Investing in a mutual fund is a great option to build a diversified portfolio. Yet, before investing in one, it’s important to understand the pros and cons that they offer. Here’s a more detailed look at both the positives and the negatives. Buckle up.
Why are mutual funds a good catch?
Investing with a pro
Mutual funds are a great option if you are a first-time investor, as you will avoid going through the hassle of managing your portfolio and choosing the stocks worth buying. This means that they have significant knowledge and have done extensive research to set a strategy to set you up for success.
Diversification is a golden rule when investing because it drastically reduces your risk by mixing investments within a portfolio. By buying into a mutual fund, you immediately reach your goal of diversification as MFs typically invest in different asset classes and/or different industries. This is easier than buying each security separately and trying to diversify your portfolio.
Liquidity is the ability to transfer an asset into cash. Mutual funds generally give you high liquidity compared to other investment options like certificates of deposit (CDs), which is a product that holds a fixed amount of money for a fixed duration in exchange for interest.
Sounds cool, I know. Yet, the money you put in a CD must remain untouched for the entirety of the fixed duration, or you risk losing interest, which makes CDs a low-liquidity investment option. And since you can withdraw your money from a mutual fund in a short period of time (daily or weekly), it is considered a high-liquidity investment.
Mutual funds give you a front-row seat at the perks of passive investing. The latter is an investment strategy that involves less buying and selling, it’s a buy-and-hold mindset that aims to make profits in the long run. A great example of passive investing is index mutual funds. Yet, it’s important to note that passive investing doesn’t apply to all funds, only the ones that follow an index (Eg: EGX 30, etc.)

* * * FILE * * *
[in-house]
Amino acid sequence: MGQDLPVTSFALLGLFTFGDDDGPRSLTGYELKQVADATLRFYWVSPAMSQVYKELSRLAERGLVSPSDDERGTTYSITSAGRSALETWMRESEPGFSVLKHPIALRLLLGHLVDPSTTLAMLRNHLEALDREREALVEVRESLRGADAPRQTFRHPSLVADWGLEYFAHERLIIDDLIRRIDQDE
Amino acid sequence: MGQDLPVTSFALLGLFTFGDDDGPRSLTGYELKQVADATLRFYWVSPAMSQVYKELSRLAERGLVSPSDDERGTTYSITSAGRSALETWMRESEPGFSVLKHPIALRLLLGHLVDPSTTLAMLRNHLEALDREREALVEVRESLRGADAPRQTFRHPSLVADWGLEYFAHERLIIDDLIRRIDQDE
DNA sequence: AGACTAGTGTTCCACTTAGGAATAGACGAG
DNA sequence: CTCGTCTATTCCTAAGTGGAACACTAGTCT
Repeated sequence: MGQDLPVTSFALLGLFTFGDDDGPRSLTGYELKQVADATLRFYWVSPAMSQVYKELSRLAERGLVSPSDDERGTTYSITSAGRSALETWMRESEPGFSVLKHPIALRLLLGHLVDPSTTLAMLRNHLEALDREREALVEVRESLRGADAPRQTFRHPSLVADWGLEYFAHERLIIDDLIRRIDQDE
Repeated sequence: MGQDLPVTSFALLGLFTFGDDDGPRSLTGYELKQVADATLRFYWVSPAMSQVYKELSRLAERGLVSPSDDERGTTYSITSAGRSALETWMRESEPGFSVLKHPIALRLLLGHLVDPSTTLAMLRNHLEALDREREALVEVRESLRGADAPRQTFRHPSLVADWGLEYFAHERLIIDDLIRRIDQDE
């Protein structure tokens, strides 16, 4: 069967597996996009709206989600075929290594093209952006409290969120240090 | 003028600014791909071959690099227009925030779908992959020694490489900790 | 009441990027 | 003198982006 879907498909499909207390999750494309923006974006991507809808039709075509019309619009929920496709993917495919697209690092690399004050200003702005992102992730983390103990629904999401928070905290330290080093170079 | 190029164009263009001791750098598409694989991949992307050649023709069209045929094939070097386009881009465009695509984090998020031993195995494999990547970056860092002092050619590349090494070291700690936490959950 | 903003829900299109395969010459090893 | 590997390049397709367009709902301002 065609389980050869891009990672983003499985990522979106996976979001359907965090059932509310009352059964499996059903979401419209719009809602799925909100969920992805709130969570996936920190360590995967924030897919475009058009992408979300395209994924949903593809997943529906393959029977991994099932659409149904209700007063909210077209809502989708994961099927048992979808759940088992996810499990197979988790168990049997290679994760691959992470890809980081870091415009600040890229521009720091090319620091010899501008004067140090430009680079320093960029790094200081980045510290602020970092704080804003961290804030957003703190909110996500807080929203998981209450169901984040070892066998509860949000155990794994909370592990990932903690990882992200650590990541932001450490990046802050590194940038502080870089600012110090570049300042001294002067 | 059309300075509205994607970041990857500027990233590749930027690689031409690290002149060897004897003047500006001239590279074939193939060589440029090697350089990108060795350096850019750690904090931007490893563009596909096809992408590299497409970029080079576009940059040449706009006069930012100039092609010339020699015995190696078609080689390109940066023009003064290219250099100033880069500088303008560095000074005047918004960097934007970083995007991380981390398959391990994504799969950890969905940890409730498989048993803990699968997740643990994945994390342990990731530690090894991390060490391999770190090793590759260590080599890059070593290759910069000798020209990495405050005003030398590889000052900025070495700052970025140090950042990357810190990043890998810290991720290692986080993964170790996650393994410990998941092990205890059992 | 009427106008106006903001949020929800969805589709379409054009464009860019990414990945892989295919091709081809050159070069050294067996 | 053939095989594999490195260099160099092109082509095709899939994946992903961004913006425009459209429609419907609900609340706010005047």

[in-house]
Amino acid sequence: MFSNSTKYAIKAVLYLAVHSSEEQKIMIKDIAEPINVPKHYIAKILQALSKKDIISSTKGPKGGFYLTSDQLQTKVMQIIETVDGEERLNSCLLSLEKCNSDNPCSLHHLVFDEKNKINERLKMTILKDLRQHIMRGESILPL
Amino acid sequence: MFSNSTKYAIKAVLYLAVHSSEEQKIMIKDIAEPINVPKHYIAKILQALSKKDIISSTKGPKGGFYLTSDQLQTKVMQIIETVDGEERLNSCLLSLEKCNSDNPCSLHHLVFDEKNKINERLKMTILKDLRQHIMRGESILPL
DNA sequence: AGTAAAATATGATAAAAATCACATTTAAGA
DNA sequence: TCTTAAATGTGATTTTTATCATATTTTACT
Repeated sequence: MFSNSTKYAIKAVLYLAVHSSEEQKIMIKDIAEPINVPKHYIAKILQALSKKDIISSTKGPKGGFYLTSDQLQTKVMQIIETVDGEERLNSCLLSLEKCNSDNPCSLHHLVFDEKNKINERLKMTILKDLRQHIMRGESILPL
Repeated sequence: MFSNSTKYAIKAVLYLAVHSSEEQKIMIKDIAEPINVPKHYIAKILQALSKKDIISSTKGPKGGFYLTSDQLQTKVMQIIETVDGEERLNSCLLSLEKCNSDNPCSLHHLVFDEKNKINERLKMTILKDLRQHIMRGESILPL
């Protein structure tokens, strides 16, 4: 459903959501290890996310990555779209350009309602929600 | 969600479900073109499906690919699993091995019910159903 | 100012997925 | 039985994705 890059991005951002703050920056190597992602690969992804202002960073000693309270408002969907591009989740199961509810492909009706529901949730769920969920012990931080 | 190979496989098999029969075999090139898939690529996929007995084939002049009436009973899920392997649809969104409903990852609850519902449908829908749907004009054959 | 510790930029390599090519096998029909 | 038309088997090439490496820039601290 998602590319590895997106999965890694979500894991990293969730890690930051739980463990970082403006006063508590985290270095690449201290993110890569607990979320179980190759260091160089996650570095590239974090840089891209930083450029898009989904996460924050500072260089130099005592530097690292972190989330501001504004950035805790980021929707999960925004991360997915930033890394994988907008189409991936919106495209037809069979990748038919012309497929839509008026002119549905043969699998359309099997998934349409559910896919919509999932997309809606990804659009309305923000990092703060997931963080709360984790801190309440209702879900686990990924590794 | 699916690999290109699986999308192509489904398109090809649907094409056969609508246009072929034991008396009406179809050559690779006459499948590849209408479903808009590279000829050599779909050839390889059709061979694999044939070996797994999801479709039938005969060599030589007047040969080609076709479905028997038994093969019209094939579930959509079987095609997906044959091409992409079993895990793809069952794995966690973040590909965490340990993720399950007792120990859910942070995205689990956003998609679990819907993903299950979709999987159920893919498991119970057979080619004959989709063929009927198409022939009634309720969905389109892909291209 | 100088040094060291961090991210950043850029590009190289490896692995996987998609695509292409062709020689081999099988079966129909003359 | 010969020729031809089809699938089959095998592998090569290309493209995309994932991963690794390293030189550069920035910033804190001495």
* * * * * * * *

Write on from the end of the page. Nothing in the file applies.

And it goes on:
What are the possible drawbacks?
It goes without saying- investing in a mutual fund helps you diversify your portfolio and reduce risk. Yet, it can also prevent you from making big profits. Since diversification reduces risk, it also reduces rewards. Let’s say that you put EGP 1000 in a mutual fund that invests in different stocks, including a Juhayna stock. Your friend simultaneously bought a number of Juhayna stocks worth EGP 1000.
If the Juhayna stock skyrocketed, the returns you would gain from that stock would be much lower than your friend who had invested all his money in that individual stock. Similarly, if the price of that stock went down, your losses would be smaller than your friend who had invested it all in that individual stock. As the famous rule goes: the higher the risk, the higher the reward, and vice versa.
Asset manager fee
Since you are buying a fund that is run by professional investors, you will need to pay an annual operating fee known as the expense ratio. The fee is a percentage of the fund which ranges from 1-3%.